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Split WCAB: Untimely IMR Invalid

Hello, dear readers!

Friday is upon us – the weekend looms just around the corner, and, once more, the resources of the WCAB are deployed to address disputes over UR and IMR.

Today I report to you the case of Saunders v. Loma Linda University Medical Group.  Therein, the defendant declined to authorize medical treatment in the form of pool therapy (think swimming, not billiards).  UR timely denied the request for authorization, but the injured worker challenged the IMR decision, arguing that, under Labor Code section 4610.6(d), the IMR decision is invalid.

Section 4610.6(d) provides that IMR must be completed “within 30 days of the receipt of the request for review and supporting documentation…” In the Saunders case, the IMR decision reflects a receipt date of January 29, 2014, and a determination date of June 26, 2014.

The commissioners held that as section 4610.6(d) provides for a 30-day response by the IMR reviewers, and section 9792.10.5(a)(1) provides 15 days for the administrator to provide additional information, resulting in a 45-day-window for IMR to provide a response.  In this case, as IMR’s turn-around time was closer to five months, thereby returning jurisdiction to the WCJ to determine, on the merits of the situation, whether the medical treatment should be allowed.

Citing Dubon II, the commissioners ultimately held that “[a]s with an untimely UR, the issue of timeliness of an IMR determination is a legal dispute that is within the jurisdiction of the WCAB.”  The majority ultimately ordered the matter returned to the WCJ for a determination on whether (1) IMR was timely performed; and (2) if not, whether applicant should be entitled to treatment.

Commissioner Zalewski, however, dissented.  Taking the position that the legislature intended for IMR and UR to be the sole venue for resolution of medical treatment disputes, commissioners Zalewski would have let the IMR decision stand.  Labor Code section 4610.6 provides the grounds upon which an IMR decision can be challenged, and untimeliness is not one of the reasons listed. Furthermore, commissioner Zalewski would have relied on Labor Code section 4610.6(i) “[i]n no event shall a workers’ compensation administrative law judge, the appeals board, or any higher court make a determination of medical necessity contrary to the determination of the independent medical review organization.”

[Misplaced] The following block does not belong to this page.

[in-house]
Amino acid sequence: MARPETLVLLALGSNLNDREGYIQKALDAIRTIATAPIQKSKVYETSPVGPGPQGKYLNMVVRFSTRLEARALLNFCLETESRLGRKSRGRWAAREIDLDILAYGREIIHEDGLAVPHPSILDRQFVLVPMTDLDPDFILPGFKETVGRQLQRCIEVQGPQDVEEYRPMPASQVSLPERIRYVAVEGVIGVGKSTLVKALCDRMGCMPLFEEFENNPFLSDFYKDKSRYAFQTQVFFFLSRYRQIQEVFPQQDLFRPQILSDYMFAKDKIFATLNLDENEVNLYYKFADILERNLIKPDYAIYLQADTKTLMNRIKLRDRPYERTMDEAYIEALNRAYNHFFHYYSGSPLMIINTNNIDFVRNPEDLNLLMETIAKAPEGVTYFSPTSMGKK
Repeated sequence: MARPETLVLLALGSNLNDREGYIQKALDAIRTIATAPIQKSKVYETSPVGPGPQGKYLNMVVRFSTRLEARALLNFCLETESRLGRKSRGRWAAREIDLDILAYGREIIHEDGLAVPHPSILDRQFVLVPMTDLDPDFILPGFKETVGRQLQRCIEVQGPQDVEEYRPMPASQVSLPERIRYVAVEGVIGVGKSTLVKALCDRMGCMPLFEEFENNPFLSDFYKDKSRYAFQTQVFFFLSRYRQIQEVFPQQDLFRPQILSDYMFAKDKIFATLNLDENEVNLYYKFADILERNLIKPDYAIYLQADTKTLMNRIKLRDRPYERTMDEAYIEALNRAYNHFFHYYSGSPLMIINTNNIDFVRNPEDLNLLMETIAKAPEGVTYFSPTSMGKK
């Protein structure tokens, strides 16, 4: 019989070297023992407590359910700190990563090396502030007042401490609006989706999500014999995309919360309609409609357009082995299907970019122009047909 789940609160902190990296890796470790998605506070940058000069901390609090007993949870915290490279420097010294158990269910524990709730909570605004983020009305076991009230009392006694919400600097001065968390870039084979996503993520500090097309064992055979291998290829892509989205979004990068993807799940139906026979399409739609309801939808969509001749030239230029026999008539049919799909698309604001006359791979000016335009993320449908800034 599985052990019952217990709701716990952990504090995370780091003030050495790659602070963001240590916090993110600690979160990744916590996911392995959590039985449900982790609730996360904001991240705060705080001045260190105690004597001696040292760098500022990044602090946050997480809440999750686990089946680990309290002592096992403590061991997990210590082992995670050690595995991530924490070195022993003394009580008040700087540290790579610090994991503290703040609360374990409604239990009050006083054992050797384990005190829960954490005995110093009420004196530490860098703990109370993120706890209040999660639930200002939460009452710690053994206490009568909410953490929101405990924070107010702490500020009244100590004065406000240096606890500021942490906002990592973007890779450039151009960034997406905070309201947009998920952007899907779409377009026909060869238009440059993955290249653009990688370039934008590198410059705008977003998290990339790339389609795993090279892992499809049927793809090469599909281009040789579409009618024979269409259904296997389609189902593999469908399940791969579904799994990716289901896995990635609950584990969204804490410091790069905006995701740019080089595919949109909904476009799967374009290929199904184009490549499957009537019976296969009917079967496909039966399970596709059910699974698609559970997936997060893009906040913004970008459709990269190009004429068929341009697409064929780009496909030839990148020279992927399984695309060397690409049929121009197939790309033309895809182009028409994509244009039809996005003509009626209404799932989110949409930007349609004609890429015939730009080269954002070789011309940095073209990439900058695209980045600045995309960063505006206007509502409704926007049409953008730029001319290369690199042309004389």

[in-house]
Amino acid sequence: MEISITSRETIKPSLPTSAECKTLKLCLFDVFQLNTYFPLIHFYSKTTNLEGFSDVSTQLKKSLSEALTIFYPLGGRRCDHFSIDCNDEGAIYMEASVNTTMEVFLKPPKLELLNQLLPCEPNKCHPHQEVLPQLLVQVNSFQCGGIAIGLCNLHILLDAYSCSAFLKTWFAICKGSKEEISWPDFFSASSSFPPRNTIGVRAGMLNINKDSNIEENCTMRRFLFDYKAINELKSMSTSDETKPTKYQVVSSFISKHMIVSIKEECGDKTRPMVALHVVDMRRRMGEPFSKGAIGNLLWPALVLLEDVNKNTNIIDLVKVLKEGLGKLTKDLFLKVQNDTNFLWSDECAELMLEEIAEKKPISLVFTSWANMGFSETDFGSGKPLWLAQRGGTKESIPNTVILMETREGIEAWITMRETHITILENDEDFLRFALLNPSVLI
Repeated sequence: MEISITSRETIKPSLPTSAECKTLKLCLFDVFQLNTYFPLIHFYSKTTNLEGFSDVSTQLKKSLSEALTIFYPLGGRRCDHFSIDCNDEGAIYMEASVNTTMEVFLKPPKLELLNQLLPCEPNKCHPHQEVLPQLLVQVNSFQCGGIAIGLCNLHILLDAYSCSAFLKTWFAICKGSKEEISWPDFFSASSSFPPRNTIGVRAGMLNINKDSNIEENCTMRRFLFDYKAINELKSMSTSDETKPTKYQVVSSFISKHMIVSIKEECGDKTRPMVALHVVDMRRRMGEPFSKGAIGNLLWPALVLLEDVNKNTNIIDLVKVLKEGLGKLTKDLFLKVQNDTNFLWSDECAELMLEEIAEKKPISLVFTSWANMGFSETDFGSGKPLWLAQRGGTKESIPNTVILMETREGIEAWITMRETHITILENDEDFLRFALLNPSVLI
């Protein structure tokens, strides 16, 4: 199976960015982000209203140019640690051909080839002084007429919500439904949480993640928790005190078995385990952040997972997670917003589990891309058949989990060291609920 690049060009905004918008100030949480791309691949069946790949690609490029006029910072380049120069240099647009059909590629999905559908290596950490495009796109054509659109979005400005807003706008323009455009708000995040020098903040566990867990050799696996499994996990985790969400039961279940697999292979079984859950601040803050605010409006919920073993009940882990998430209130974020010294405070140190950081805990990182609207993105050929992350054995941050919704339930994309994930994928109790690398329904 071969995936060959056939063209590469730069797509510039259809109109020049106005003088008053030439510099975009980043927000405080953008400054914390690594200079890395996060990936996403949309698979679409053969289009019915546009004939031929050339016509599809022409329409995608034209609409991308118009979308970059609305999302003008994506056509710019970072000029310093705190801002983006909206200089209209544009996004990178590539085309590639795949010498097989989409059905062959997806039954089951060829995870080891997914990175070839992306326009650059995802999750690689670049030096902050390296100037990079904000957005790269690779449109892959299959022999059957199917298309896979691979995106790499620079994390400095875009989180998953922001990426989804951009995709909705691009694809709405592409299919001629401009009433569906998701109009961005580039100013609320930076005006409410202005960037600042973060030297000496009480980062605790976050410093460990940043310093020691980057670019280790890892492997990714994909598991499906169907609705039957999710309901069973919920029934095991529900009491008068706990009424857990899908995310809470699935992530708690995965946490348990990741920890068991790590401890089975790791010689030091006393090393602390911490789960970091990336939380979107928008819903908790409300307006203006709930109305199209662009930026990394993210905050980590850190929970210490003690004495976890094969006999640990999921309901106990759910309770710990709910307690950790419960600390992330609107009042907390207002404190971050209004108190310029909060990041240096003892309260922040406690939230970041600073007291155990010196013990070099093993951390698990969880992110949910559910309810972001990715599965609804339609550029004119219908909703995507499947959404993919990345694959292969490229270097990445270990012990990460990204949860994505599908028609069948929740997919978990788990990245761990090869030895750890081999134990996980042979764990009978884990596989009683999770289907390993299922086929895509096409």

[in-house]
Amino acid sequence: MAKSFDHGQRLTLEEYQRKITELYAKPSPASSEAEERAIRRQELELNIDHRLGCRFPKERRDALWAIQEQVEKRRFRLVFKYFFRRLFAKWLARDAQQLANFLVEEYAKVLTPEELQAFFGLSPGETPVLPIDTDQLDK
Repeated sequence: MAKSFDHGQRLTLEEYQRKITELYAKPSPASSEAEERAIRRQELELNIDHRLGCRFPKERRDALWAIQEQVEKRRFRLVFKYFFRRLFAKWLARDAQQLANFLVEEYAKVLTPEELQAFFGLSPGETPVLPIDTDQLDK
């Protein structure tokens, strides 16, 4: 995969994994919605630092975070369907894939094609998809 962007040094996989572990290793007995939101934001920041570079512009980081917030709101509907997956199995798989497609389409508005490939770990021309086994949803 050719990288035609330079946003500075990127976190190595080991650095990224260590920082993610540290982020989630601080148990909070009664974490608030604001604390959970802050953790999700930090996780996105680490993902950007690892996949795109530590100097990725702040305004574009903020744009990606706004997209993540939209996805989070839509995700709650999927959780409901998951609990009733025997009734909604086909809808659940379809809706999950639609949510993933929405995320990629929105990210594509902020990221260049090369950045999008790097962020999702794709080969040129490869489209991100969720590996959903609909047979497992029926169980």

Unsurprisingly, your humble blogger agrees with Commissioner Zalewski’s position: the purpose of SB-863 in this regard was to confine, as much as possible, medical treatment determinations to medical professionals – M.D.s and not J.D.s.

Furthermore, unlike with an untimely UR, a physician (the underlying UR physician) has already reviewed the request for authorization and determined to deny authorization in full or in part.

In a case such as this, if the WCJ or the WCAB decides that IMR is untimely, and the WCAB has jurisdiction to review and decide the issue of medical necessity, it would have to overturn the opinions of a doctor – the exact result the legislature sought to avoid by confining these issues to the UR – IMR process.

Now, your humble blogger gets it – while IMR proverbially fiddles, the injured worker proverbially burns.  But, as discussed above, this is an appeal from a prior timely determination – UR.

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